You can listen to Joe’s most recent Elephant Micah release ‘Globe Rush Progressions’ below, ‘Marie’s Hair’, ‘Ever Greener’ and the jingle bell tinkling ‘Jesus Christ’ are my personal highlights.
I’m also a huge fan of this collaboration with Hiss Golden Messenger…
…and this track from 2012 release Louder Than Thou. If that’s not enough to make you buy the entire backcatalogue more fool you.
That’s right, you too can be as happy as the folks above with a sprightly summer tune from Wild Combination.
Glasgow quartet Quickbeam are a band I’ve followed for over a year now, after first seeing them play some stunning music – the dreamy ‘Seven Hundred Birds’ springs to mind – at a gig near Inverness. Describing themselves atmospheric/cinematic, their music is immersive, delicate and beautiful. They are on the cusp of releasing a beauty of a debut album, more on that below.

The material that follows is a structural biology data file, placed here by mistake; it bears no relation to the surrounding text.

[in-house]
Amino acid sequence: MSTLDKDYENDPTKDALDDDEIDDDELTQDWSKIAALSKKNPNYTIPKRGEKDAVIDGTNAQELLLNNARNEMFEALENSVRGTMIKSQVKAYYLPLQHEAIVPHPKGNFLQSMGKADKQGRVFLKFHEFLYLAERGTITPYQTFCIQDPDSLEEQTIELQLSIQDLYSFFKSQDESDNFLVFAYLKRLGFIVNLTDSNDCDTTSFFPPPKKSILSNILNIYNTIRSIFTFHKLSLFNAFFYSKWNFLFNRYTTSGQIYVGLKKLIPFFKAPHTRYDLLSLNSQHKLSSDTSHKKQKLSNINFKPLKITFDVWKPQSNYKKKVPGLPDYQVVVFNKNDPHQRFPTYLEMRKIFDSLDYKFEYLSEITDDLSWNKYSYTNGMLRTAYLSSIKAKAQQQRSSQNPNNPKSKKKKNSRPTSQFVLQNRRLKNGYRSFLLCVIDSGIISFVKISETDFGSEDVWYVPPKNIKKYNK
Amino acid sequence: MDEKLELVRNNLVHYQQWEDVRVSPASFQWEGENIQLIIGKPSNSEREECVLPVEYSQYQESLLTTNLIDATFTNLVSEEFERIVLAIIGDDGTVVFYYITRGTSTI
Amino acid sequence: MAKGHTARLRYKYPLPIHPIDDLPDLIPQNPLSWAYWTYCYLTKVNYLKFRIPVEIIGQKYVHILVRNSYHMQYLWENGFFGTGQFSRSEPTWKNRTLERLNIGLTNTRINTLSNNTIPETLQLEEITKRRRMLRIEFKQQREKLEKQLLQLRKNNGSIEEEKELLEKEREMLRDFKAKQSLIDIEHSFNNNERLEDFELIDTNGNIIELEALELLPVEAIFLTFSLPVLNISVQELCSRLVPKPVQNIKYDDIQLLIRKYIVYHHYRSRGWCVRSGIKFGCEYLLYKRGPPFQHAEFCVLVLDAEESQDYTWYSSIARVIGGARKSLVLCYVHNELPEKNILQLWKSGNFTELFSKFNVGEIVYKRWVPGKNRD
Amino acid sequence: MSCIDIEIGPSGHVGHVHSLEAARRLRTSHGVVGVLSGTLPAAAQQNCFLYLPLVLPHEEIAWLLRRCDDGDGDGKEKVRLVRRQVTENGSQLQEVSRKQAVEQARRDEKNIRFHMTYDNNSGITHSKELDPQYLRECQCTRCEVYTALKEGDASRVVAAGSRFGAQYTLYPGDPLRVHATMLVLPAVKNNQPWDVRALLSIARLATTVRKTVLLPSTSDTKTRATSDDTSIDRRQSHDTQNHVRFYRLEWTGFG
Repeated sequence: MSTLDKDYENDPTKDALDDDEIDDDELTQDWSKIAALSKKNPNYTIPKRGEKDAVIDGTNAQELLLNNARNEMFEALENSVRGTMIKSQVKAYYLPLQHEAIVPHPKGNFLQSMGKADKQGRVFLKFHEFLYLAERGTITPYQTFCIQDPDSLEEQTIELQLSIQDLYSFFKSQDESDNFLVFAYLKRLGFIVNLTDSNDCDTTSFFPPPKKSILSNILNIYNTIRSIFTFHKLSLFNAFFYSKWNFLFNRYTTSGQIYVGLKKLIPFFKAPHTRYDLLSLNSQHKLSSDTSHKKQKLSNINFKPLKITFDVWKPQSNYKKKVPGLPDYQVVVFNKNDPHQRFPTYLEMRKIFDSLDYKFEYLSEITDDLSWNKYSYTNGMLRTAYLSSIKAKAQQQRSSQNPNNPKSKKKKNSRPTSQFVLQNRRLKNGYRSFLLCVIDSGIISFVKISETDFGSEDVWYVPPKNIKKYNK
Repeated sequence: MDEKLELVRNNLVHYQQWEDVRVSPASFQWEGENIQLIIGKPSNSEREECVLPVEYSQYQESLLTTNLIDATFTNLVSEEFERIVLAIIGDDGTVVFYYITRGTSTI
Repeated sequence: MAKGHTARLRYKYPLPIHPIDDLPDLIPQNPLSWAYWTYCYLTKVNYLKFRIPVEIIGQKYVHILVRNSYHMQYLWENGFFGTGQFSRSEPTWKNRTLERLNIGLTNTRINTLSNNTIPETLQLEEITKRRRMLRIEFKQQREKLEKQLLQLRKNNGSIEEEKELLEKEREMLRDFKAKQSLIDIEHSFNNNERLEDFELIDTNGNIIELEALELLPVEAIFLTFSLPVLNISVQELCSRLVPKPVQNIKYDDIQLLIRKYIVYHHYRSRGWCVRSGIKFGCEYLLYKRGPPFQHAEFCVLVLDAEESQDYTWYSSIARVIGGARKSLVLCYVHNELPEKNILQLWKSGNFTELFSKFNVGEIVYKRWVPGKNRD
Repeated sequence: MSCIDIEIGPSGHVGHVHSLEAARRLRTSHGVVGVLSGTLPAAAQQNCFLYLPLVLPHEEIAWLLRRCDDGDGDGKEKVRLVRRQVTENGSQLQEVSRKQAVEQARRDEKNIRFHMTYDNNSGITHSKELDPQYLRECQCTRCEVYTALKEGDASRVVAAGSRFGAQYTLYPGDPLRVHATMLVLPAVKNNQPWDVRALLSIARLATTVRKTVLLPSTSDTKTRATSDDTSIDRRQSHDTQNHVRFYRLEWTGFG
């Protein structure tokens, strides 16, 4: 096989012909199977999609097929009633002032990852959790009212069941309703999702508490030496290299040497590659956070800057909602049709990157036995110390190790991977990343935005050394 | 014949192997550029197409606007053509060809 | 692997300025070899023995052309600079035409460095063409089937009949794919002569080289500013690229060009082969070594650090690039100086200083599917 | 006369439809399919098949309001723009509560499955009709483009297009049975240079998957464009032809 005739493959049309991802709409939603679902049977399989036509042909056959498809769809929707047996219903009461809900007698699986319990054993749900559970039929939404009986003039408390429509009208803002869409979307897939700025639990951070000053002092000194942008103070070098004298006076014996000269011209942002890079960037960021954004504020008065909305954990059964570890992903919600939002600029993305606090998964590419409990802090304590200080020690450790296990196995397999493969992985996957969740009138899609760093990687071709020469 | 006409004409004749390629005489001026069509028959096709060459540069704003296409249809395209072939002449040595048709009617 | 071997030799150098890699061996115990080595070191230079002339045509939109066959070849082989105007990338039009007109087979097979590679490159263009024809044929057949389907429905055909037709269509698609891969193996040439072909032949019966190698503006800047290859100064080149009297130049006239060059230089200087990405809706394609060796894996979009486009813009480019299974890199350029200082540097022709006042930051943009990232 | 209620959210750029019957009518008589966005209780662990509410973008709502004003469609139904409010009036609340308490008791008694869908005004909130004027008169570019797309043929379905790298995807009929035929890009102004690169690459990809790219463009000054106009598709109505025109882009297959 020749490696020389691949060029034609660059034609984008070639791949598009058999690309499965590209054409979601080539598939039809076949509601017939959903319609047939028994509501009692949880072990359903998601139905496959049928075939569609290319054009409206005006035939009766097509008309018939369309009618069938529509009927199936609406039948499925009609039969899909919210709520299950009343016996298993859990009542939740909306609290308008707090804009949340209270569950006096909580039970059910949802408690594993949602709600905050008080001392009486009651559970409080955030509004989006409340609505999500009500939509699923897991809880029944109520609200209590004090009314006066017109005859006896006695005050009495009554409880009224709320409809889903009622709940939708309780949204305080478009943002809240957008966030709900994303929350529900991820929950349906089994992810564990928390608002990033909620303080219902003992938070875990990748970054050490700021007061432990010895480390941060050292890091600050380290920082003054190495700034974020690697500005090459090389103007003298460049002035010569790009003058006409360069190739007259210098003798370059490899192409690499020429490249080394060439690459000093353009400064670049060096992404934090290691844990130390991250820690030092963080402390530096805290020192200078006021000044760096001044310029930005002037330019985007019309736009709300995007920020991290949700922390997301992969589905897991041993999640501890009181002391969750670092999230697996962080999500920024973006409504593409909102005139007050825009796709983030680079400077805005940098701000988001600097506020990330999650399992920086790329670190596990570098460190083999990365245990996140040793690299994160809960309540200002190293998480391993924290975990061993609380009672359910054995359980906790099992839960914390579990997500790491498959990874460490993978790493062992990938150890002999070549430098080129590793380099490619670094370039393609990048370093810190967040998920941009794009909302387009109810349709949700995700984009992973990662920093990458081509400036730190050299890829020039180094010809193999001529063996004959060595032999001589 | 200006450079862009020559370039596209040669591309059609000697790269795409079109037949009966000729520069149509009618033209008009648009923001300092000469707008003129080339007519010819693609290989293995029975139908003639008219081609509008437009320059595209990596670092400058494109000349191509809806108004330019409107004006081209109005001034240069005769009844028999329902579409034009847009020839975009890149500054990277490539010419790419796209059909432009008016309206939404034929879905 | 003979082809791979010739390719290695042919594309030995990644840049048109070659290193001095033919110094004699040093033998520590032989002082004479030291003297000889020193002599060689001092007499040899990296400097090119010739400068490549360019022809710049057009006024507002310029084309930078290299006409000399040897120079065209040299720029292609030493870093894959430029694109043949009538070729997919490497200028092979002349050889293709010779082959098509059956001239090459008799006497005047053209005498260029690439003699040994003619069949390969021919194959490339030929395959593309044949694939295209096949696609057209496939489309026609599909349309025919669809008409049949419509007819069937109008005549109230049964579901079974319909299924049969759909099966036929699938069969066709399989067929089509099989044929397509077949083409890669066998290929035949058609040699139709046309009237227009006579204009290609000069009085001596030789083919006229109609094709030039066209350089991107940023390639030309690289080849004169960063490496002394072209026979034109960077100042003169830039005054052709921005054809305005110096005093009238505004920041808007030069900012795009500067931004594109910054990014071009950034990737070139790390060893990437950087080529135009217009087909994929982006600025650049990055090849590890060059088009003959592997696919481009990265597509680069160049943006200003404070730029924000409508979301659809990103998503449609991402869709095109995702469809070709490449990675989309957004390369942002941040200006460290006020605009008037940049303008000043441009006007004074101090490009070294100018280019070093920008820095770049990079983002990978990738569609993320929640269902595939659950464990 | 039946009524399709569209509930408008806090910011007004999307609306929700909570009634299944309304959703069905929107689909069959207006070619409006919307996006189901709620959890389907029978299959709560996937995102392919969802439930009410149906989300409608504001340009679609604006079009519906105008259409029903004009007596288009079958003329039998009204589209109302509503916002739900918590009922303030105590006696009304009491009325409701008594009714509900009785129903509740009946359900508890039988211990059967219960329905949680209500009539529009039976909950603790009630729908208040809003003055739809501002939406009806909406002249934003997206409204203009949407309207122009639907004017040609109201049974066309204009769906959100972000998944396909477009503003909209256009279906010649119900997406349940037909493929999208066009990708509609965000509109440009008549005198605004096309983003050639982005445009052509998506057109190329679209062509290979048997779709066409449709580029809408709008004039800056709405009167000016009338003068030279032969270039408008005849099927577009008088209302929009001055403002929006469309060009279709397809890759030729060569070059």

Guitarist and singer Andrew Thomson shares a musical treasure of his own, Scottish indie rock band AC Acoustics, for the Play a Song For Me archives.
There are many things that appeal to me about this track. I’m a sucker for its relentless simplicity and its unforgiving repetition of the vocal, string and drum phrases. There is also an overriding dark, almost ghostly atmospheric that is so apparent in a lot of their work. Its a track that I always feel should have been massive. AC Acoustics always had a reputation of being this incredibly unlucky band when it came to the music industry. Maybe so, but ‘She Kills For Kicks’ is a triumph as far as I’m concerned. It’s an anthem, albeit a dark one, but one that I often put on and never tire of. This is a band that I don’t want to be forgotten.